Hello again. 'Sorry about the dual posting but (frequently) of late my
postings have not been going through - at all! - Not merely delayed. (?)
So, as this seemed of some import, I tried to replicate it as best I could
remember what I'd said.
Per the point: The dimples would indeed, to my thinking, allow some give.
Sounds like a good idea though. - Theoretically anyway, I'd like to see
'the numbers' on it.
As to whether this degree of resilience is acceptable in YOUR circumstance
is for you to decide. I would think heavy machinery would cancel out these
desirable effects by crushing it in significantly large areas.(?)
I would suggest simply placing 6-mil vapor barrier (plastic sheeting) down
upon the floor (ideally UNDER the slab) being careful NOT to puncture it,
overlap joints 6" (minimum) & tape the thoroughly! Leave 12"-16" laid up
against the walls. Build your floor upon the film. After, when you are
prepared to build the walls, lay and tape down (temporarily) the floor film
to the floor (in the direction of the room's center), build the walls, then
tape the 'floor-film' to that on the walls, taping in the same manner. Then
that to the vb film at the ceiling. Tape over any and ALL punctures or
other 'compromises' in the vapor barrier.
This is not, as they say, 'rocket science' and need not be done artfully,
If you fear moisture to be a significant problem still (it shouldn't be),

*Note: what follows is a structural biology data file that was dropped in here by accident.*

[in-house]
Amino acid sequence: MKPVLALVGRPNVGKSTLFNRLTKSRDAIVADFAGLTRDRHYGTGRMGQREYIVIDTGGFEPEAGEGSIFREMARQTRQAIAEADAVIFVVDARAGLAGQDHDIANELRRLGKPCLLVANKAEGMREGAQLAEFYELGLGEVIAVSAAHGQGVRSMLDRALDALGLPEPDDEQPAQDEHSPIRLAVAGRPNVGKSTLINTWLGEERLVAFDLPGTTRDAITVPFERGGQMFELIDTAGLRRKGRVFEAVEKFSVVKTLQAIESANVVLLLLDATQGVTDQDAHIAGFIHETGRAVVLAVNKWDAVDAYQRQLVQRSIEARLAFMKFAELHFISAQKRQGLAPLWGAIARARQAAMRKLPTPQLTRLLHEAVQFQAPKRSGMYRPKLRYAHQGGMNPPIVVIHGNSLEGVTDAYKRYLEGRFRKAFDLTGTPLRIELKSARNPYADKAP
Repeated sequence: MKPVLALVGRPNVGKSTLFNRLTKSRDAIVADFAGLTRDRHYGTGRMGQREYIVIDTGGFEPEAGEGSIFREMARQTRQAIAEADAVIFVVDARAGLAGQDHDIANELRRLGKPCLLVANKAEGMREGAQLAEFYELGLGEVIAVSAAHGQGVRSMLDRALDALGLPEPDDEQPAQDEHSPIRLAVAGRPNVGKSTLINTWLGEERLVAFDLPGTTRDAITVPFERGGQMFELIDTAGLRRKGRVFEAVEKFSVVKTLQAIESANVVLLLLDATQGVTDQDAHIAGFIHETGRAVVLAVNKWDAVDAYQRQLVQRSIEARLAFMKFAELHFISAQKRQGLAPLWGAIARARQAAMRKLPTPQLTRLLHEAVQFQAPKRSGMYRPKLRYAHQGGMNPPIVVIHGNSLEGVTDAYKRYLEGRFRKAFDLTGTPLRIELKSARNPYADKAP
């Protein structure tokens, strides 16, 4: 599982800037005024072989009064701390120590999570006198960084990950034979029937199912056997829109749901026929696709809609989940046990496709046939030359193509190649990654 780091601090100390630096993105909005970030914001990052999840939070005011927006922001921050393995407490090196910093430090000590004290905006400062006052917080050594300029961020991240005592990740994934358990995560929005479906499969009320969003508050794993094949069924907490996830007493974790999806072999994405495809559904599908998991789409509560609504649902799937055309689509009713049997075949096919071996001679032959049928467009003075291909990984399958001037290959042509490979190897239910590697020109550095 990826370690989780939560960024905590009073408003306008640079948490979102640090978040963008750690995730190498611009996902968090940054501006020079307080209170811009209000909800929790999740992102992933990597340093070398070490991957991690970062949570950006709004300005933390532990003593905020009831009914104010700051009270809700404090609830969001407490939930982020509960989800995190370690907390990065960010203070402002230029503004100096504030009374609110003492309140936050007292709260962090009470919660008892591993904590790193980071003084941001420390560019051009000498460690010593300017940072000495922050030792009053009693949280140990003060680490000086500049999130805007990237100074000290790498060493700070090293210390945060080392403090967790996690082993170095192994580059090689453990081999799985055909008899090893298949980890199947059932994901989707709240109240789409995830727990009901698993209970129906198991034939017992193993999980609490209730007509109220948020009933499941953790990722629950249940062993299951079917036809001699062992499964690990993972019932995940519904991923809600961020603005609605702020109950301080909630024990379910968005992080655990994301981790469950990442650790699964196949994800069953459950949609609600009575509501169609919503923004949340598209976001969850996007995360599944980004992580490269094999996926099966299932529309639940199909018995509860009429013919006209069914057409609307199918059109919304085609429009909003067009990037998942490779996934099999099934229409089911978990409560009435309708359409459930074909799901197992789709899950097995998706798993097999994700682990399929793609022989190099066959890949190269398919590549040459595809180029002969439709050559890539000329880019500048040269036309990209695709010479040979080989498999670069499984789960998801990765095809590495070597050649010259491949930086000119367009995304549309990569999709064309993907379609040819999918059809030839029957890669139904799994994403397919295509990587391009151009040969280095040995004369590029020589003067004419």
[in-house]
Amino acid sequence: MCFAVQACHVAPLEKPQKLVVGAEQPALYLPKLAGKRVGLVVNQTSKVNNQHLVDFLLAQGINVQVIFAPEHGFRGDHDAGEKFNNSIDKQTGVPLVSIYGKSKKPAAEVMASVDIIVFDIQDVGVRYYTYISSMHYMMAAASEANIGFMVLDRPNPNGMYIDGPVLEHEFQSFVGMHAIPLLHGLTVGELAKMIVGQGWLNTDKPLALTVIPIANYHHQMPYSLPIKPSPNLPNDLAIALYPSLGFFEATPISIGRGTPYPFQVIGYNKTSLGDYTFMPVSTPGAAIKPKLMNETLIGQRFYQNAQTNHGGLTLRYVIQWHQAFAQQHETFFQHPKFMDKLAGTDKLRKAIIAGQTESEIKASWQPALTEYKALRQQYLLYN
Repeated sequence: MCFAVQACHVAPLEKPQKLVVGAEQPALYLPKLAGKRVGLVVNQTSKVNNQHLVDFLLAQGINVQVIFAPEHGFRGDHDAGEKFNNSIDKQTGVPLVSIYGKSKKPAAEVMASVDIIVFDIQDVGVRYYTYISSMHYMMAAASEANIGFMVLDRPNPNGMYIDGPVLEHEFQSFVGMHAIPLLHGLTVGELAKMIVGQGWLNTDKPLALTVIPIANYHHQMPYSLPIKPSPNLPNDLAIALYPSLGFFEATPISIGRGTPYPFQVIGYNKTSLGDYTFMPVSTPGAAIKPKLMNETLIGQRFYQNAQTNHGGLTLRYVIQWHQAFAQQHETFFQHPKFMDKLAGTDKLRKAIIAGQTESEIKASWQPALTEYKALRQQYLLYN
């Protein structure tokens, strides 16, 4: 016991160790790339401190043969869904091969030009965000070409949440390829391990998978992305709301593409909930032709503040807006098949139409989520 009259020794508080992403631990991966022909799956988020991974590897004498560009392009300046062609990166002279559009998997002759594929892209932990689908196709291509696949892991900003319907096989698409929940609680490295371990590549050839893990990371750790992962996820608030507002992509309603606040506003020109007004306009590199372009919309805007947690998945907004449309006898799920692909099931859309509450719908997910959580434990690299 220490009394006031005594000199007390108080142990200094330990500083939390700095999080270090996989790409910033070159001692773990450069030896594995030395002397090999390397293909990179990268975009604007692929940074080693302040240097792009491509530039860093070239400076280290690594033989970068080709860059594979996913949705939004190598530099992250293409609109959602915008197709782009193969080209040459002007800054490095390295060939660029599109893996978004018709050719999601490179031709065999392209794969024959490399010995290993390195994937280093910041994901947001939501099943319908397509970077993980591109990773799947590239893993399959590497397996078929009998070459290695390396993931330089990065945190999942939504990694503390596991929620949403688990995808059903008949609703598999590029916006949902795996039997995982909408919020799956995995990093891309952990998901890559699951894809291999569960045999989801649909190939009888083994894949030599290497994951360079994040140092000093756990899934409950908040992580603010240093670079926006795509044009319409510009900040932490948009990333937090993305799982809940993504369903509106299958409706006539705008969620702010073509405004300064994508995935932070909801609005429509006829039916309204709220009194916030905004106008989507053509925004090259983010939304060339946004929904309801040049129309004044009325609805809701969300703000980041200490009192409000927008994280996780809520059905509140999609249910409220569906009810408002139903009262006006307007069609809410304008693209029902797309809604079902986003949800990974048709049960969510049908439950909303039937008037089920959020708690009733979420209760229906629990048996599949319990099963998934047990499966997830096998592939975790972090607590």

obtain a dehumidifier (or an ac unit) for the 'bad' times of the year. (?)
I live and work in the area that forms the junction of the Missouri &
Mississippi Rivers. St. Charlse County Mo. (On a map, our county looks
like a sauce-pan that somebody beat the living HELL out of somebody
else with!) - T'ain't NO area 'wetter' (humid) at (MANY) times!
The method I laid out is the one, or a variation, most often used in
this area in all manner of flatwork that is to be heated, is to contain
subsequent structure(s) or where moisture, 'wicking up' through the
floor by capillary-action is NOT welcome.
I hope this helps - If not, say so and I'll try again, as I'm sure will
"Both products are for providing dry floor systems on concrete.
"The Delta-FL is a plastic membrane dimpled to provide air flow below the
"membrane. The dimples interlock at the edges to hold the system together. No
"fasteners are needed. Wood, T & G plywood in my case, is used to provide an
"underlayment floor for further finishing (vinyl, carpeting, Pergo, etc.).
"Since the strength of the plastic is about 6,000 psf it should handle shop
"machines with the plywood. The plywood does have to be fastened to the
"concrete through the membrane. The membrane is available in 4'x8' sheets or
"DRIcore is similar to the above, but incorporates the wood with the membrane
"into 2'x2' interlocking squares. Its strength is in excess of 5,000 psf. No
"fastening to the concrete is necessary.
"My question is: would the 'give' of the dimples of the membranes give a
"spongy feel to the floor, although it would be welcome versus the hardness
"of concrete. Water in the basement is not my problem. Losing height from a
"fastened wood runner system plus plywood topping is.
"I'm awaiting a call back from DRIcore regarding the spongy feeling and
"availability in my area (Atlanta). I'll report back.